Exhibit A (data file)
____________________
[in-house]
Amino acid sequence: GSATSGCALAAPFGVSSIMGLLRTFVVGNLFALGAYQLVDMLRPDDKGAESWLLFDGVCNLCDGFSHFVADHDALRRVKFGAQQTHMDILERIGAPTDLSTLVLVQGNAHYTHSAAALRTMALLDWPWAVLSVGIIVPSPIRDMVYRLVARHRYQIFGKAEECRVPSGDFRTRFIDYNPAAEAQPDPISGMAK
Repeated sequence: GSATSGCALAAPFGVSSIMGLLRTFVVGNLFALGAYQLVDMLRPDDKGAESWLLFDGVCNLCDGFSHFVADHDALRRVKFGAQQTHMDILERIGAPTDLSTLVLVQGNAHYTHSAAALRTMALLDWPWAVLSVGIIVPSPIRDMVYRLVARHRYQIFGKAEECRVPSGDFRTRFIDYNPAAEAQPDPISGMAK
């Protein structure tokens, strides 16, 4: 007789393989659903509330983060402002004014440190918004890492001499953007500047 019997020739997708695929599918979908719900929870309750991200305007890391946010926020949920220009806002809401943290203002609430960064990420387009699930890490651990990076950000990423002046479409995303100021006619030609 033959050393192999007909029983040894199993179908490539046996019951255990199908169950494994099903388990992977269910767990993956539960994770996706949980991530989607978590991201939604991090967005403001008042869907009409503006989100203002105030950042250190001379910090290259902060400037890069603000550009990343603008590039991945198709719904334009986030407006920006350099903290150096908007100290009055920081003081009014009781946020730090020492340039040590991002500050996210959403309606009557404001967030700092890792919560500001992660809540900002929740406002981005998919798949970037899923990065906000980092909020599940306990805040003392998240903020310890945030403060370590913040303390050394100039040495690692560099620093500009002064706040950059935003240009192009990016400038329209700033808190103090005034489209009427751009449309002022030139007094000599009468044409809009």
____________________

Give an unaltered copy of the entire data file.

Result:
[in-house]
Amino acid sequence: GSATSGCALAAPFGVSSIMGLLRTFVVGNLFALGAYQLVDMLRPDDKGAESWLLFDGVCNLCDGFSHFVADHDALRRVKFGAQQTHMDILERIGAPTDLSTLVLVQGNAHYTHSAAALRTMALLDWPWAVLSVGIIVPSPIRDMVYRLVARHRYQIFGKAEECRVPSGDFRTRFIDYNPAAEAQPDPISGMAK
Repeated sequence: GSATSGCALAAPFGVSSIMGLLRTFVVGNLFALGAYQLVDMLRPDDKGAESWLLFDGVCNLCDGFSHFVADHDALRRVKFGAQQTHMDILERIGAPTDLSTLVLVQGNAHYTHSAAALRTMALLDWPWAVLSVGIIVPSPIRDMVYRLVARHRYQIFGKAEECRVPSGDFRTRFIDYNPAAEAQPDPISGMAK
């Protein structure tokens, strides 16, 4: 007789393989659903509330983060402002004014440190918004890492001499953007500047 019997020739997708695929599918979908719900929870309750991200305007890391946010926020949920220009806002809401943290203002609430960064990420387009699930890490651990990076950000990423002046479409995303100021006619030609 033959050393192999007909029983040894199993179908490539046996019951255990199908169950494994099903388990992977269910767990993956539960994770996706949980991530989607978590991201939604991090967005403001008042869907009409503006989100203002105030950042250190001379910090290259902060400037890069603000550009990343603008590039991945198709719904334009986030407006920006350099903290150096908007100290009055920081003081009014009781946020730090020492340039040590991002500050996210959403309606009557404001967030700092890792919560500001992660809540900002929740406002981005998919798949970037899923990065906000980092909020599940306990805040003392998240903020310890945030403060370590913040303390050394100039040495690692560099620093500009002064706040950059935003240009192009990016400038329209700033808190103090005034489209009427751009449309002022030139007094000599009468044409809009």